“Made up as she is, of nerves, headaches, cold feet, anxiety and skepticism.” Poor things! How much suffering is combined in this sentence. Yet who of the sufferers will allow even their best friends to tell them why they are thus made? I will write [sic] although I will admit that I have not a friend who suffers from these afflictions that I should dare to speak my mind freely to, lest they should consider me an enemy to right, because they consider these an affliction of Providence which it would be sacrilegious to see to escape.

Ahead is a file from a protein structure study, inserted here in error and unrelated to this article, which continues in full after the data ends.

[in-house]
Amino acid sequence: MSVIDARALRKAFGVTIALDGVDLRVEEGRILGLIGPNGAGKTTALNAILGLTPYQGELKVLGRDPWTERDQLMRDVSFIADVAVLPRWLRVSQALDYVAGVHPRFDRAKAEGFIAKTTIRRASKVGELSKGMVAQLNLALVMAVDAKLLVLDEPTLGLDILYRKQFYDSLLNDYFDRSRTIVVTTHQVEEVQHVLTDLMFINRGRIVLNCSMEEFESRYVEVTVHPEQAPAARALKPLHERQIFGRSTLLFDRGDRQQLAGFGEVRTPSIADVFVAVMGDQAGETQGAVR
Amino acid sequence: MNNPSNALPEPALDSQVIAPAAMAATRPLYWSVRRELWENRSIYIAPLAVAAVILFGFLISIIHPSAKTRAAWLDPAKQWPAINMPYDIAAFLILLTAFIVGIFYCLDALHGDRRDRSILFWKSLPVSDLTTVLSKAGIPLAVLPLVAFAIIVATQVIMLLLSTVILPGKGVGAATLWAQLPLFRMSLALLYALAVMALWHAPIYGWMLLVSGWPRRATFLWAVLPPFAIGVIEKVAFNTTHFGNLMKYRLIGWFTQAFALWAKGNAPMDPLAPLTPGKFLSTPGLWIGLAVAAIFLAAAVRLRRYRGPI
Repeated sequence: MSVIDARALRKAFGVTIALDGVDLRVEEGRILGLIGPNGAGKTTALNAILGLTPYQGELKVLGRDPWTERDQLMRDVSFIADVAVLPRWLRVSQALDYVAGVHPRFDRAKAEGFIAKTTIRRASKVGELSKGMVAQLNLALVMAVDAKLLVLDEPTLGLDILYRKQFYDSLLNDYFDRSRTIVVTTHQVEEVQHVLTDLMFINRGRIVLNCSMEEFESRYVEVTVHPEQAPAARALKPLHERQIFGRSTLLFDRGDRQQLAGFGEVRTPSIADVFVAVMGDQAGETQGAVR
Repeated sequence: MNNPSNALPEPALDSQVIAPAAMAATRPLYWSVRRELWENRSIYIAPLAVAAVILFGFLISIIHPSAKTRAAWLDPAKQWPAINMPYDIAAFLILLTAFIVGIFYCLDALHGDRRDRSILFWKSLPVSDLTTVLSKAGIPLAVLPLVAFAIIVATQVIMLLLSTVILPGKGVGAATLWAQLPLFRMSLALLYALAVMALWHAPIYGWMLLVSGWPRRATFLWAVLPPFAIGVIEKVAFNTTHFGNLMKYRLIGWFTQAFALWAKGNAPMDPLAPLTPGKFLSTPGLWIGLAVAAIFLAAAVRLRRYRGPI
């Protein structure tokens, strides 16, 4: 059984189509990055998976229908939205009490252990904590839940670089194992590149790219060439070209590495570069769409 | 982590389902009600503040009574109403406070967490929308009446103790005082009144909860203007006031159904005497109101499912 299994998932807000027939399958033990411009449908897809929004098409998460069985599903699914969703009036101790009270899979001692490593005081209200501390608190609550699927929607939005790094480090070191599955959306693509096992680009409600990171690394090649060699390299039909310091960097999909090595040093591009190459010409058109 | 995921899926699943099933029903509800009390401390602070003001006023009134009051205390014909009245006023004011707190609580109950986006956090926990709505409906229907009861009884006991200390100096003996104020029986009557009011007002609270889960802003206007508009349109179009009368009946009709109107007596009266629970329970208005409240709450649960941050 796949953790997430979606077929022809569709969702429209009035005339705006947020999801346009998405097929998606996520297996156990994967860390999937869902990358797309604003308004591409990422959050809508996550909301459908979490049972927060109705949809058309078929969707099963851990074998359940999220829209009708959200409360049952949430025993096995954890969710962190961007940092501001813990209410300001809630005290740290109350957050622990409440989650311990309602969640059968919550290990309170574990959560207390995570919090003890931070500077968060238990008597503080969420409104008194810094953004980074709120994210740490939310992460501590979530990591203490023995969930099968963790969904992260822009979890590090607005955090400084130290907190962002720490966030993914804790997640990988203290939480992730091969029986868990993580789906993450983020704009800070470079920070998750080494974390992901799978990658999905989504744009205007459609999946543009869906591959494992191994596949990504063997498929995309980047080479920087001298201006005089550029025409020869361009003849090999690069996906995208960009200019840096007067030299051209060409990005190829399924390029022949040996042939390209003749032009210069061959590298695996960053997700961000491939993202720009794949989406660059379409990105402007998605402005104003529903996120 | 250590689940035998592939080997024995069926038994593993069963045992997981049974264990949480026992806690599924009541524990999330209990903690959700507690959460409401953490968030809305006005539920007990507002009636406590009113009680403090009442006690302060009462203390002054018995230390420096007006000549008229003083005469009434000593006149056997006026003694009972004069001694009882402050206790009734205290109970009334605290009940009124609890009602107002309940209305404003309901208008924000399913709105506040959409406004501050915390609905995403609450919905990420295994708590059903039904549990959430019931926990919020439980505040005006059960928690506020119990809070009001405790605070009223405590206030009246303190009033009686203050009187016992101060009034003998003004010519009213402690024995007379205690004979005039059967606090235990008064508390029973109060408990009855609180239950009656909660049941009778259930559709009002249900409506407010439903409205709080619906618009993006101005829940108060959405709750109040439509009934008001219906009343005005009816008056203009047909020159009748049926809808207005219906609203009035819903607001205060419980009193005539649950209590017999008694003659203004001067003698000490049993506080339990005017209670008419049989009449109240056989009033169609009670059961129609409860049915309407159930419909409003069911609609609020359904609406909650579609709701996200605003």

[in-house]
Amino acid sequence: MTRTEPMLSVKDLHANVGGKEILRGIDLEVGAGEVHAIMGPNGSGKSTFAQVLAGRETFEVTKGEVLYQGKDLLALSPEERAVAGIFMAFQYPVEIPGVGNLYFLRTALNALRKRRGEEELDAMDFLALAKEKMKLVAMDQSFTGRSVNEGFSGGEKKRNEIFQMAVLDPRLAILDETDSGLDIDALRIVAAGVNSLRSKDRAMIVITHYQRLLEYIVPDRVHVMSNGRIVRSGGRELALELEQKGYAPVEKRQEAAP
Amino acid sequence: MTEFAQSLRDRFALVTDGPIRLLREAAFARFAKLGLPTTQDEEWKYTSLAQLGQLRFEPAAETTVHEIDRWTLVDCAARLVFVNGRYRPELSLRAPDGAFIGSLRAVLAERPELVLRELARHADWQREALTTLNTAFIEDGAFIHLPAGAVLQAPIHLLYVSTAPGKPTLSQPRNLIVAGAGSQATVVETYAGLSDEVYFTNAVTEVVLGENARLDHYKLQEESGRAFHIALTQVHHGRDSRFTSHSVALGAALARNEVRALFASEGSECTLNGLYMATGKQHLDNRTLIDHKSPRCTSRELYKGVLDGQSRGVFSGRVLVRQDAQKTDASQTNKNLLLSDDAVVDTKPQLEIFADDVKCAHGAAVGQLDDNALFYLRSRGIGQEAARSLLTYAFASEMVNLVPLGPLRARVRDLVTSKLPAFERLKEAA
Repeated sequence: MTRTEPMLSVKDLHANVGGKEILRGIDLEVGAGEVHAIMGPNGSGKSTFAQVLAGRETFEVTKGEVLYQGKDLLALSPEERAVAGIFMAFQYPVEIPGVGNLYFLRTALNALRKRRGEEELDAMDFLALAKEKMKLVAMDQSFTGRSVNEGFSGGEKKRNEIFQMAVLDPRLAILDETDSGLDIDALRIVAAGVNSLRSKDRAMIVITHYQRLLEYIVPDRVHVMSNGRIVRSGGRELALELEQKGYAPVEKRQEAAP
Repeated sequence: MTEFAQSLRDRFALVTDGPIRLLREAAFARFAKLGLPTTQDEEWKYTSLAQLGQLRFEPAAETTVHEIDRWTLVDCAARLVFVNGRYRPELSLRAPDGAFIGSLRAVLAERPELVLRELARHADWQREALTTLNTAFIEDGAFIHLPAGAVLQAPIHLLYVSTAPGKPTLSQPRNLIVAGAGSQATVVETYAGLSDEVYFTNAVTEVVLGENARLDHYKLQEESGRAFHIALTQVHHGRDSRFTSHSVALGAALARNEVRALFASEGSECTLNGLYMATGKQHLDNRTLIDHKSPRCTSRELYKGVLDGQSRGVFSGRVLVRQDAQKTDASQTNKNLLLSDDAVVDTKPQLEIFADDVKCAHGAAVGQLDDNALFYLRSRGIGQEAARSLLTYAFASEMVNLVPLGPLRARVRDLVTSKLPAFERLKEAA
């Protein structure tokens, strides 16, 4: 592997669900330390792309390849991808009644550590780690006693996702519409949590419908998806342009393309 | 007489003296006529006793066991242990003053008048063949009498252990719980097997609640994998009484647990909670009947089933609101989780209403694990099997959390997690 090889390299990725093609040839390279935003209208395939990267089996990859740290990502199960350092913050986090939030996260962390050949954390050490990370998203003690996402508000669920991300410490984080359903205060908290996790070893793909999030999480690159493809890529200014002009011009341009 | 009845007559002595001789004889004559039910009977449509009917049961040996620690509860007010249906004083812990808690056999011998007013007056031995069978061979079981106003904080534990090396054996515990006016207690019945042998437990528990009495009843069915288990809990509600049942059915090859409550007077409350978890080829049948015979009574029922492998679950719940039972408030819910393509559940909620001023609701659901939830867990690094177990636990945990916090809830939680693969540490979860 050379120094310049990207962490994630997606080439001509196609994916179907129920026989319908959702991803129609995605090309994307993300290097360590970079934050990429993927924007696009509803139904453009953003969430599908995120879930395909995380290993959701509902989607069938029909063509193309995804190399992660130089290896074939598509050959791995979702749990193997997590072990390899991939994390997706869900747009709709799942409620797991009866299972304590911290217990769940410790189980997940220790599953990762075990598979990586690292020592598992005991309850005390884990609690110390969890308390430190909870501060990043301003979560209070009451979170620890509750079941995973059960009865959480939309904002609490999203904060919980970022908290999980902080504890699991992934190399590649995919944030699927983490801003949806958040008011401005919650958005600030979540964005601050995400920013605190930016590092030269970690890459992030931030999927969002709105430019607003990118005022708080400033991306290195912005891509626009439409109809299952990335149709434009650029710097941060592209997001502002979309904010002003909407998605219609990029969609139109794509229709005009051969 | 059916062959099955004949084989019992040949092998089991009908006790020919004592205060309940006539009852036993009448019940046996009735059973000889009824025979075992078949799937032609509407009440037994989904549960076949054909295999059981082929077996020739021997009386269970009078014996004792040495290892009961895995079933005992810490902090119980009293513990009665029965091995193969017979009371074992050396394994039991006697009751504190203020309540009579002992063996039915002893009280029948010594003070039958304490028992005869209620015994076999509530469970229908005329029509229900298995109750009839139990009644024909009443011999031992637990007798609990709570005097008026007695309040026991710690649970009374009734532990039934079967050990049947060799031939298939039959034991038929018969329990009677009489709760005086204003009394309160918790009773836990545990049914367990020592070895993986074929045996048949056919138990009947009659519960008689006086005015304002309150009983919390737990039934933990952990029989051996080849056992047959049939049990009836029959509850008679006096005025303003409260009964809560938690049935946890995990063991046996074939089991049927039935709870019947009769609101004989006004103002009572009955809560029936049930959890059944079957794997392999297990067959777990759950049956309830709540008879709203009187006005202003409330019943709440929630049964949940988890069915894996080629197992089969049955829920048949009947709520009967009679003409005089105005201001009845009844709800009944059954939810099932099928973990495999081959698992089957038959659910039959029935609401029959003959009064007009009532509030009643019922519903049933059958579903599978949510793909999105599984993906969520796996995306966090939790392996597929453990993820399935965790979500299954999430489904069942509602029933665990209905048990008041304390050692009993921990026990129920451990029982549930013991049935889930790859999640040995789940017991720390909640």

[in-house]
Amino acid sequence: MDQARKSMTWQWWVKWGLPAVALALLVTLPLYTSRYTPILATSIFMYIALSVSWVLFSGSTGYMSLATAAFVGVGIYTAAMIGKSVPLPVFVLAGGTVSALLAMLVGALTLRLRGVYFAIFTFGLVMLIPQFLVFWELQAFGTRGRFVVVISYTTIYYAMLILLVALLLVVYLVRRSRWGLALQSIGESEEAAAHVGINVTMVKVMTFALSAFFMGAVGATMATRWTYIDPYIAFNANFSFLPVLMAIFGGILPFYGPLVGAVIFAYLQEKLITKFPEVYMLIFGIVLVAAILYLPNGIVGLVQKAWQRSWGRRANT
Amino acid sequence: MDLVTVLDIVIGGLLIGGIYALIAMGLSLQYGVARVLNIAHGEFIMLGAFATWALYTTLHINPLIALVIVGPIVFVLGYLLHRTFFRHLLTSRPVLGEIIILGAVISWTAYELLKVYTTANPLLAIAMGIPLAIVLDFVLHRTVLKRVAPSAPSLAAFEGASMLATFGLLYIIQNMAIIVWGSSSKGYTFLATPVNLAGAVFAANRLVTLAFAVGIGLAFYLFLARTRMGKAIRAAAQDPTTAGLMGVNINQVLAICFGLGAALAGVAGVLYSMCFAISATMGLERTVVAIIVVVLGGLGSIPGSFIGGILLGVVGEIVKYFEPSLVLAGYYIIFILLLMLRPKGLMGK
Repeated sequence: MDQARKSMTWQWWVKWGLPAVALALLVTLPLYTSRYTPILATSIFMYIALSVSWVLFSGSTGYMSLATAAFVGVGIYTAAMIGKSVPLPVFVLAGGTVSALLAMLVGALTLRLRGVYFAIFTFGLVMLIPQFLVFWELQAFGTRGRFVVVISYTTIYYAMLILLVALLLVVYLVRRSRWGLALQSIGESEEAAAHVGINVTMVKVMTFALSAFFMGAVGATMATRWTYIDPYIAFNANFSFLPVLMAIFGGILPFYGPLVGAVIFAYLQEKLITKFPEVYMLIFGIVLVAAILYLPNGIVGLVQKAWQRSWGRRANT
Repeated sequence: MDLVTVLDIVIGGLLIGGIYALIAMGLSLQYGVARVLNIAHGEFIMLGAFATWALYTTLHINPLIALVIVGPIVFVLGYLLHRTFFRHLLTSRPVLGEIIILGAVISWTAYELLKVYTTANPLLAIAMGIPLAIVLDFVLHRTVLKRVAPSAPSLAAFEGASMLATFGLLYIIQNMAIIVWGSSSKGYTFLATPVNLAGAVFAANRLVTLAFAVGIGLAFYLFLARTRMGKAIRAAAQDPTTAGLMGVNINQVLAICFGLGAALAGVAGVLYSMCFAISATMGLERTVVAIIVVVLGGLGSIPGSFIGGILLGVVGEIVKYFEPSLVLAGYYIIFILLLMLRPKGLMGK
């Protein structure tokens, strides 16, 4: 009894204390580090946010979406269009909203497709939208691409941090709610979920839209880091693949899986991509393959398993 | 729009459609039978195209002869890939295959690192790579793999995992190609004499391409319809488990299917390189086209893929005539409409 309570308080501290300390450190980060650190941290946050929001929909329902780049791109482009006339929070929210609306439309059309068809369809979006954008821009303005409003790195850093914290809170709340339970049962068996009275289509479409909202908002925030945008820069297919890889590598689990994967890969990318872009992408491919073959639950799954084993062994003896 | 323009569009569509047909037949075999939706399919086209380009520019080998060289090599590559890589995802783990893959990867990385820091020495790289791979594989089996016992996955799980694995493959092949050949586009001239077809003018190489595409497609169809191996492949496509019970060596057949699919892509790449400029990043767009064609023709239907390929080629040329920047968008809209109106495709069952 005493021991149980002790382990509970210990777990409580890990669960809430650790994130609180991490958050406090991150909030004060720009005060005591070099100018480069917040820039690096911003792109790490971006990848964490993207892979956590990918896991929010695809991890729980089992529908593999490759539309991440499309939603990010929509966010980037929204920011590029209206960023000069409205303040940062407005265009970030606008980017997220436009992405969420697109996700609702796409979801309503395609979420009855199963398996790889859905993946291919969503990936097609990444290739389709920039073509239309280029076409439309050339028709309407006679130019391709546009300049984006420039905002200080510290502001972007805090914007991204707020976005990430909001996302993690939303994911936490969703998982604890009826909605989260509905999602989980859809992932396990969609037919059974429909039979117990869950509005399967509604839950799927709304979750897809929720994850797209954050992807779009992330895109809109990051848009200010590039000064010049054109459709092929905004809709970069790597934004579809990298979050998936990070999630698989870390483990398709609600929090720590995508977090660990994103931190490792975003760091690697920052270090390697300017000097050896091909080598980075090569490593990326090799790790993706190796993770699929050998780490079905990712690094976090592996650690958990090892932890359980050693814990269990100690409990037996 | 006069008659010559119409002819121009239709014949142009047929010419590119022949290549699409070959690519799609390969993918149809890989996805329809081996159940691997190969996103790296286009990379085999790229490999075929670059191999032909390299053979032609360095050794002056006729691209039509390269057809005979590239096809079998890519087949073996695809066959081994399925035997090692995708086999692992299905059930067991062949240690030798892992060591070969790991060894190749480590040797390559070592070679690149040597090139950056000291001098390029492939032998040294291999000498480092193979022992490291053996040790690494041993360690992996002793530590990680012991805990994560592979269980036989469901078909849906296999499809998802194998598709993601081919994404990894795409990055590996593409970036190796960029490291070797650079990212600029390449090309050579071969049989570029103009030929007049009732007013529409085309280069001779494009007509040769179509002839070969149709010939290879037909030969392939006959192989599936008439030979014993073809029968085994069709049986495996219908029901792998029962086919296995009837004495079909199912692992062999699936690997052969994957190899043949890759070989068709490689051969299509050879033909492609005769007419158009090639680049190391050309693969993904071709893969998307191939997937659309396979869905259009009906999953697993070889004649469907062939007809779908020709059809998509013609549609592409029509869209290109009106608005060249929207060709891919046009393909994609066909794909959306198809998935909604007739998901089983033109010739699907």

Women have no more “nerves” than men, and they would be no more nervous, where their bodies as healthy, and their nerves a little less taxed by petty cares and little accidents. As to “inefficiencies,” supposed you try the experiment of dressing a strong man in trailing skirts, well extended by hoops! Pin his waist so tight as to prevent his stooping with ease, and only allowing him the use of the upper portion of his lungs. Then oblige him to look after the many boxed and bundles that we unprotected females are required, by fashion, to be encumbered with, and see who is the most inefficient! I would pronounce him a model of patience if he did not swear at the many hindrances and annoyances that he would be subjected to on account of his change of clothing, and consequent baggage.